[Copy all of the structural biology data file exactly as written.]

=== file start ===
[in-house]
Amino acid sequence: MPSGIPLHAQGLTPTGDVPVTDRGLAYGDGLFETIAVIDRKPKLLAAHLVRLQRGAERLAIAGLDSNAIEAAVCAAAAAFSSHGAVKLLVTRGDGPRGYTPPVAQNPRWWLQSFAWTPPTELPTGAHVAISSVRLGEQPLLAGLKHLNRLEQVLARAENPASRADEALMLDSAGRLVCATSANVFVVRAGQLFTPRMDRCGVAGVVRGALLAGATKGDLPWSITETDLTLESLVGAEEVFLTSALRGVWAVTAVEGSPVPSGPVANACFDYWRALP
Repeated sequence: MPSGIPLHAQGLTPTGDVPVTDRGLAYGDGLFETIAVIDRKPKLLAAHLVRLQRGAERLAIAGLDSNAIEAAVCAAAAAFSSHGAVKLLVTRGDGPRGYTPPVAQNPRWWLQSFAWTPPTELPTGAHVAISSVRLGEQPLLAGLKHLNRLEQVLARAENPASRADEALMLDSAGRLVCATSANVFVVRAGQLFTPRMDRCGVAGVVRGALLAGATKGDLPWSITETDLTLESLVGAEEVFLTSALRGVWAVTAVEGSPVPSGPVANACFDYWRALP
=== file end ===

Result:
[in-house]
Amino acid sequence: MPSGIPLHAQGLTPTGDVPVTDRGLAYGDGLFETIAVIDRKPKLLAAHLVRLQRGAERLAIAGLDSNAIEAAVCAAAAAFSSHGAVKLLVTRGDGPRGYTPPVAQNPRWWLQSFAWTPPTELPTGAHVAISSVRLGEQPLLAGLKHLNRLEQVLARAENPASRADEALMLDSAGRLVCATSANVFVVRAGQLFTPRMDRCGVAGVVRGALLAGATKGDLPWSITETDLTLESLVGAEEVFLTSALRGVWAVTAVEGSPVPSGPVANACFDYWRALP
Repeated sequence: MPSGIPLHAQGLTPTGDVPVTDRGLAYGDGLFETIAVIDRKPKLLAAHLVRLQRGAERLAIAGLDSNAIEAAVCAAAAAFSSHGAVKLLVTRGDGPRGYTPPVAQNPRWWLQSFAWTPPTELPTGAHVAISSVRLGEQPLLAGLKHLNRLEQVLARAENPASRADEALMLDSAGRLVCATSANVFVVRAGQLFTPRMDRCGVAGVVRGALLAGATKGDLPWSITETDLTLESLVGAEEVFLTSALRGVWAVTAVEGSPVPSGPVANACFDYWRALP